Tech Industry

Gateway CEO takes on Goliath

When Ted Waitt criticizes the Microsoft-Intel duopoly, you'd better listen.

BURLINGAME, California--When Larry Ellison rails against the Microsoft-Intel power axis, the general reaction is that Larry is just being Larry. But when Ted Waitt implies the same, you had better listen.

The chairman and CEO of Gateway (GATE), speaking here today at the PC Tech Forum, implied strongly that the duo's stranglehold on the personal computer industry is not good for customers.

Asked in a brief interview with CNET's NEWS.COM how his vision matches up with Bill Gates's oft-stated goal of "Windows on every desktop," Waitt did not directly answer the question. But he did say the operating system gets too much attention.

Waitt said the OS should be "hidden away" and that what users need is a "front end, a navigational tool" that would allow them to simply do their work. "It should be a sort of a browser-centric world," he said. Waitt pointed out that users spend 27 percent of their time, on average, fiddling with Windows.

Waitt didn't pull any punches during his speech either. "We can't let the creators of this technology lead and the world follow blindly...We should not allow ourselves to be intimidated by some technology companies," Waitt told the audience of engineers and industry analysts.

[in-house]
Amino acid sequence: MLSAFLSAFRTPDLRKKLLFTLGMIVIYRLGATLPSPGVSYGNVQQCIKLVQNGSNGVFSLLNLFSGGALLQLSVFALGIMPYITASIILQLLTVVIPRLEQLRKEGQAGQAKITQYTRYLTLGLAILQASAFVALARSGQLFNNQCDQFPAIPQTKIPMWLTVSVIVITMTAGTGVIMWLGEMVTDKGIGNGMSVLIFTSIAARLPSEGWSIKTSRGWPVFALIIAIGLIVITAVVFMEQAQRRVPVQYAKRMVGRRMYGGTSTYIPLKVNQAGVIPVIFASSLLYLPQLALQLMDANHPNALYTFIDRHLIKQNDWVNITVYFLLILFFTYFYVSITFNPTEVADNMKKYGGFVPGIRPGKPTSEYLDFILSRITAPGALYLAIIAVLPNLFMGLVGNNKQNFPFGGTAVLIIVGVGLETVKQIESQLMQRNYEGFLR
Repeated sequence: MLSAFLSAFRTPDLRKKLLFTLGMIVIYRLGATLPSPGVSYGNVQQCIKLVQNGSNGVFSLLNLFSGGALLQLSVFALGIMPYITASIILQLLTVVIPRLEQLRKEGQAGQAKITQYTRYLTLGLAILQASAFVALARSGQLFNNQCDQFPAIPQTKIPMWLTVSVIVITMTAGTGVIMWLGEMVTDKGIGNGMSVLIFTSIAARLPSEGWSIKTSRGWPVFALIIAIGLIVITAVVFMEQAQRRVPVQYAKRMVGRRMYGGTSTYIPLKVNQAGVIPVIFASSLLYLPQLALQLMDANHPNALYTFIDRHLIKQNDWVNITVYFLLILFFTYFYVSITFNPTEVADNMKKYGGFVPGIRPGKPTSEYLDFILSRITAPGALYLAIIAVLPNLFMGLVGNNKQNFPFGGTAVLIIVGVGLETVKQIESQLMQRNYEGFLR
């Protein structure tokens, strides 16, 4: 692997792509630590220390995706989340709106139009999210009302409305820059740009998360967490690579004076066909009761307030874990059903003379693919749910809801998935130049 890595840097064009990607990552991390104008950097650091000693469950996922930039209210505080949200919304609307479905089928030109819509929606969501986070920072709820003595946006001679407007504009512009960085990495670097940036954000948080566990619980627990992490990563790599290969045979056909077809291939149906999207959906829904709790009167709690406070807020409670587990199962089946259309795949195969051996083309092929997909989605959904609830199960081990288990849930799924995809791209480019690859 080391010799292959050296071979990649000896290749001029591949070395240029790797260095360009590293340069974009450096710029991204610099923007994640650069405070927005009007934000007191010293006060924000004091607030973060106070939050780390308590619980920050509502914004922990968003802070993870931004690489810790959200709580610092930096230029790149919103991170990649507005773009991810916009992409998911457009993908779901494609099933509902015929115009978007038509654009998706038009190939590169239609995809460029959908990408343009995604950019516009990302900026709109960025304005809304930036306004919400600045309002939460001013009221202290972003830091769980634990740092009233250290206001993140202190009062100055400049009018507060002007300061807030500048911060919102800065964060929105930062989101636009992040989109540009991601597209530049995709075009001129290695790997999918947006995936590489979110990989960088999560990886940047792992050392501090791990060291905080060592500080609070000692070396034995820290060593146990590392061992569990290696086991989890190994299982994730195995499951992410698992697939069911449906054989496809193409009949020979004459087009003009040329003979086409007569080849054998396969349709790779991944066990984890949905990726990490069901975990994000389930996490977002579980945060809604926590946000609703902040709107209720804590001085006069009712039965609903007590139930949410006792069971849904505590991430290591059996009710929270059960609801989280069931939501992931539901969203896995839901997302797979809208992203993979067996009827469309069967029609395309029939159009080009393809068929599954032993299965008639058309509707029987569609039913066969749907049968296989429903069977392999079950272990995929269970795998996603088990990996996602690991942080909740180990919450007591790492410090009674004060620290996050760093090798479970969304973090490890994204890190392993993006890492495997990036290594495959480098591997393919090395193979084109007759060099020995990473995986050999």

Asked later whether he thinks Microsoft and Intel are the intimidators, Waitt said, "You can read between the lines."

Waitt's comments are extraordinary, coming from the head of a company that has reaped tremendous financial rewards from the Microsoft-Intel duopoly and over the years has been one the greatest proponents of the two companies' model for the PC industry.

Waitt's general theme is that personal computers need to be more accessible, easier to use, functional, and affordable, elements that are often lost in the industry's zeal to innovate.

"Technology for technology's sake is not innovation," he told the audience. "What we in the industry have to be concerned about is what products do, as opposed to what the processing power is."

The Internet is having a great influence on how people use the personal computer, according to Waitt. Users, he said, are increasingly interacting with content and information, and in that environment "the operating system will be less important than the content."

Waitt also implied there were alternatives to Intel's chips. He told NEWS.COM that AMD's K6 "is a pretty good processor." He refused to comment on whether Gateway is considering building a non-Intel PC but did say that Gateway is "always evaluating new technologies."

The key to Gateway's success, he said, is keeping the customer at the forefront.

"Customers should be able to put their trust in us to take them to their destination," he said. "Companies that are closest to the customers are the ones who are going to lead the industry."